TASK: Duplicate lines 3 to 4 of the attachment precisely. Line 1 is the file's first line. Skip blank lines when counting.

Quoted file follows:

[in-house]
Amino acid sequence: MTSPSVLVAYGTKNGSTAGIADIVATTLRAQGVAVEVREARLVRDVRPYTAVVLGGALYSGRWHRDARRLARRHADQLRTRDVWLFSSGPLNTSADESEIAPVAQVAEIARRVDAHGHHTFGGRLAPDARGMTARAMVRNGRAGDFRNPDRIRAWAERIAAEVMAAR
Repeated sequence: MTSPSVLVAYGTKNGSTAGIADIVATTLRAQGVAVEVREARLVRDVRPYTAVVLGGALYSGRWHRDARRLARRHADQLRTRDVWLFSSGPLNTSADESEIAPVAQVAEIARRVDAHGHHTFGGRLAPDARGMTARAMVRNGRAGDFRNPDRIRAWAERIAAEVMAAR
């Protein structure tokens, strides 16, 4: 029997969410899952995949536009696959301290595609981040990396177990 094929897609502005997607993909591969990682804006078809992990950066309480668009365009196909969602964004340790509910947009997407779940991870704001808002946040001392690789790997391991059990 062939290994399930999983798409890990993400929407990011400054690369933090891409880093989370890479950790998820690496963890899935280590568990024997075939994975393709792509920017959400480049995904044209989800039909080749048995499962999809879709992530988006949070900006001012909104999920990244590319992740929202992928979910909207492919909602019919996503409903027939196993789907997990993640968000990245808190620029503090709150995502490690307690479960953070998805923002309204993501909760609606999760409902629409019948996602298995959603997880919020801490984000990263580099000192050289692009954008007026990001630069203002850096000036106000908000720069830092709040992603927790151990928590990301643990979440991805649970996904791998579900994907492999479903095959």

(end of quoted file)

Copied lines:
Repeated sequence: MTSPSVLVAYGTKNGSTAGIADIVATTLRAQGVAVEVREARLVRDVRPYTAVVLGGALYSGRWHRDARRLARRHADQLRTRDVWLFSSGPLNTSADESEIAPVAQVAEIARRVDAHGHHTFGGRLAPDARGMTARAMVRNGRAGDFRNPDRIRAWAERIAAEVMAAR
């Protein structure tokens, strides 16, 4: 029997969410899952995949536009696959301290595609981040990396177990 094929897609502005997607993909591969990682804006078809992990950066309480668009365009196909969602964004340790509910947009997407779940991870704001808002946040001392690789790997391991059990 062939290994399930999983798409890990993400929407990011400054690369933090891409880093989370890479950790998820690496963890899935280590568990024997075939994975393709792509920017959400480049995904044209989800039909080749048995499962999809879709992530988006949070900006001012909104999920990244590319992740929202992928979910909207492919909602019919996503409903027939196993789907997990993640968000990245808190620029503090709150995502490690307690479960953070998805923002309204993501909760609606999760409902629409019948996602298995959603997880919020801490984000990263580099000192050289692009954008007026990001630069203002850096000036106000908000720069830092709040992603927790151990928590990301643990979440991805649970996904791998579900994907492999479903095959």